A meta-analysis evaluates the effectiveness of e-cigarette to help addicts to reduce their tobacco consumption or stop smoking permanently.
An English meta-analysis of McRobbie and colleagues published in the journal Cochrane Collaboration in 2014, acting on the basis of two randomized controlled trials, the effectiveness of electronic cigarettes to help smokers to reduce their consumption or quit. Despite the insufficient number of randomized controlled trials, the electronic cigarette could reduce tobacco consumption and help to stop.
The Study Rationale
Smoking cessation is beneficial for health and wallet smokers. But quitting is not so simple because of a physiological and psychological addiction that is gradually. On a majority of smokers who want to quit, only few succeed long term. Nearly 50% of people who attempt to quit unaided will not.
Behavioral therapies and patches increase the chances of quitting, but their effects do not persist long term. One limitation of these treatments is that they do not take into account the sensory aspect and behavioral ritual of smoking. These rituals became everyday gestures (holding a cigarette in a smoking while taking his coffee) missing for smoking. The electronic cigarette could be a way to overcome this is by cutting brake gradually these automated actions.
The lack of actions and sensations of smoking is a major cause of recurrence of smokers who try to quit. The electronic cigarette could fill the gap for those who wish to quit smoking permanently.
The electronic cigarette can it help smokers to stop smoking, or at least reduce it?
The English meta-analysis type McRobbie Cochrane and his colleagues identified two randomized controlled trials testing the effectiveness of Quality of cigarette electronics, ASCEND study (Bullen et al., 2013) and RADIANCE study (Caponnetto et al., 2013). They included respectively 657 and 300 very dependent on nicotine. The endpoints studied were the arrest rates or changes in cigarette consumption for six months or more. The groups with the electronic cigarette were compared to a placebo group given an inactive substance or nicotine patches.
The Non-Pharmacological Intervention (NPI) assessed
Electronic cigarettes have appeared on the market in 2006. Their use may be therapeutic. That is, they can help people who smoke to reduce their smoking or even quit.
The ASCEND trial lasted three months. Electronic cigarettes were broadcasting 16 mg of nicotine per day which corresponds to a small amount compared to cigarettes. Control groups received either nicotine patches composed of 21 mg per day, or electronic cigarettes without nicotine (placebo group). Participants were followed for six months.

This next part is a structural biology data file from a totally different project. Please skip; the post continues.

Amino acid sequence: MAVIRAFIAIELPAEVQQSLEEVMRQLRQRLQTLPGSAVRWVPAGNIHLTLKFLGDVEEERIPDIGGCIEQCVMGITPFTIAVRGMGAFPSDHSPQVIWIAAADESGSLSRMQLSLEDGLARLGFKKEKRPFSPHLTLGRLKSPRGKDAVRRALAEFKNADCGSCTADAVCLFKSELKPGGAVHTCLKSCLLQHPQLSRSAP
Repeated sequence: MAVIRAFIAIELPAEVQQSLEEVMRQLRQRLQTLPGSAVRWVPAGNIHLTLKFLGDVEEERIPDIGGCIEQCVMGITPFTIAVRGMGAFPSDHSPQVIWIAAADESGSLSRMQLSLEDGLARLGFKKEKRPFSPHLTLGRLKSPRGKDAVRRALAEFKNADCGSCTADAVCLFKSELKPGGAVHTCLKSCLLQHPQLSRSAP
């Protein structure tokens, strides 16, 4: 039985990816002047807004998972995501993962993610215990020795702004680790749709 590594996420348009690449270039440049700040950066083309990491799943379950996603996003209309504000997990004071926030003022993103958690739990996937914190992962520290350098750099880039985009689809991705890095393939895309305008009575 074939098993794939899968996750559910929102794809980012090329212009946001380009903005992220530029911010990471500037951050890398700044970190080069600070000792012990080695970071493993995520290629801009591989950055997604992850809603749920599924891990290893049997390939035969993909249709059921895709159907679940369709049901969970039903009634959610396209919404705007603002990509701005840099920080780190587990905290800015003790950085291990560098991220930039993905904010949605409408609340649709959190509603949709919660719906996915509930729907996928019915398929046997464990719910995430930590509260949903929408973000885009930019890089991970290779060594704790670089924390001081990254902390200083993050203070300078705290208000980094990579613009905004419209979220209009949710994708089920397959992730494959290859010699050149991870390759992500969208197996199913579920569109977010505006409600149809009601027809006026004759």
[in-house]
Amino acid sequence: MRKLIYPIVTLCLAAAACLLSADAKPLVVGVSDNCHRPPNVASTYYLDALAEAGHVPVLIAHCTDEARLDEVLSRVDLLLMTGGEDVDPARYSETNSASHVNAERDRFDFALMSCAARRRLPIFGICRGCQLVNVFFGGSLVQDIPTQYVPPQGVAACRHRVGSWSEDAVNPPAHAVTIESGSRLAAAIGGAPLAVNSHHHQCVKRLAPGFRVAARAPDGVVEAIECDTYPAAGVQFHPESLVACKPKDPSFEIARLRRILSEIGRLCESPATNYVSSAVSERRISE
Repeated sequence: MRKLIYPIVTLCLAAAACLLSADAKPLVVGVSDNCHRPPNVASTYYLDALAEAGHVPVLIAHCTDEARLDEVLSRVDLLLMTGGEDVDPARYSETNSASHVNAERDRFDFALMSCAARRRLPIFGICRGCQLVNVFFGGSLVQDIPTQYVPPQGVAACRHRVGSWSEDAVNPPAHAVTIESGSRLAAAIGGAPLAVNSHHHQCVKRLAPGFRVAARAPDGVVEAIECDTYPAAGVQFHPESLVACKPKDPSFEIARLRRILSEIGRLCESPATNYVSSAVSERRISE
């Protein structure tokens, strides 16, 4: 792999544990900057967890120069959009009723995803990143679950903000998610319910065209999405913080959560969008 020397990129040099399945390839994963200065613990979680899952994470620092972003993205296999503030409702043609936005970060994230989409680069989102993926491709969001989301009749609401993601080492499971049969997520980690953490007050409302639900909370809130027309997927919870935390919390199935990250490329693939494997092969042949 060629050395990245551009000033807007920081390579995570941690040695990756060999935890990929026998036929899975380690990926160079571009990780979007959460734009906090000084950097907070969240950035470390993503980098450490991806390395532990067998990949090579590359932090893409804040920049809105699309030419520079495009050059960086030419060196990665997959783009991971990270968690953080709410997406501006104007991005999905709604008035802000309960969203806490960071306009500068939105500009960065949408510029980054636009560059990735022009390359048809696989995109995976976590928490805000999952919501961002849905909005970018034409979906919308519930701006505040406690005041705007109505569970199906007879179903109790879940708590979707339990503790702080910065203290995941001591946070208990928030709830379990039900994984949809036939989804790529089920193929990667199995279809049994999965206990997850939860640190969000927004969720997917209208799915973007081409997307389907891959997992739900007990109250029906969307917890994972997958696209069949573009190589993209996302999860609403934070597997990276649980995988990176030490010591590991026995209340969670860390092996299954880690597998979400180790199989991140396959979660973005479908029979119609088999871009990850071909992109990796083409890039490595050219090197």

The RADIANCE trial lasted three months. Electronic cigarettes broadcast nicotine 7.2 mg or 0 mg per day for the placebo group. Another group used electronic cigarette cartons containing 7.2 mg of nicotine per day for 6 weeks, followed by 5.2 mg of nicotine per day over the next 6 weeks. Participants met 8 times researchers, once early intervention, and then during follow-up visits to 7 where they received their cartridges. Vital signs, carbon monoxide and smoking agenda were monitored at those meetings.
The meta-analysis shows an increase in tobacco use cessation or reduction of rates with the electronic cigarette use compared to placebo without nicotine. There are no differences observed between the effects of electronic cigarettes and nicotine patches to stop smoking.
Despite the small numbers studied and followed a short period, the authors indicate that the use of an electronic cigarette had no deleterious effect on the health of their users.
Randomized controlled trial data are too limited to conclude definitively that the electronic cigarette is effective in stopping or decreasing cigarette consumption, despite encouraging results.
What it means for Smokers
The number of studies is too limited to conclude definitively that the electronic cigarette is effective in stopping or decreasing cigarette consumption, despite encouraging results.
What it means for Healthcare Professionals
Confronting smokers questions about the effectiveness of the electronic cigarette to stop smoking, health professionals feel an urgent need to know what advice to provide. However, current data on the electronic cigarette does not prove its efficacy and safety to stop or reduce cigarette consumption, despite encouraging results.
What it means for Researchers
This meta-analysis, based on two randomized controlled trials do not support the conclusion about the effectiveness of the electronic cigarette to reduce cigarette consumption rates for those highly dependent on nicotine. The level of evidence is limited because of the number of small clinical trials on this topic. In addition, 90% of participants did not take advantage of the phone and behavioral support that were advised during the procedure. The authors invite us to achieve more methodologically sound clinical trials to test the effectiveness of the electronic cigarette and make its more robust benefits.
What it means for Policymakers
Since the advent of electronic cigarettes on the market in 2006, more and more smokers report using it to reduce their smoking or quit. The lack of studies on the subject does not allow providing irrefutable evidence of effectiveness of the electronic cigarette for that purpose or to conclude that it is safe for the health of consumers.
McRobbie H, Bullen C, Hartmann-Byce J, Hajek P (2014). Electronic cigarettes for smoking cessation and reduction. Cochrane Database of Systematic Reviews, 12, CD010216.
Related articles on Blog en Sante ©
To reference this Blog en Sante © article
Ninot G (2015). The electronic cigarette help quit smoking. Blog en Sante, A58.
© Copyright 2015 Gregory Ninot. All rights reserved.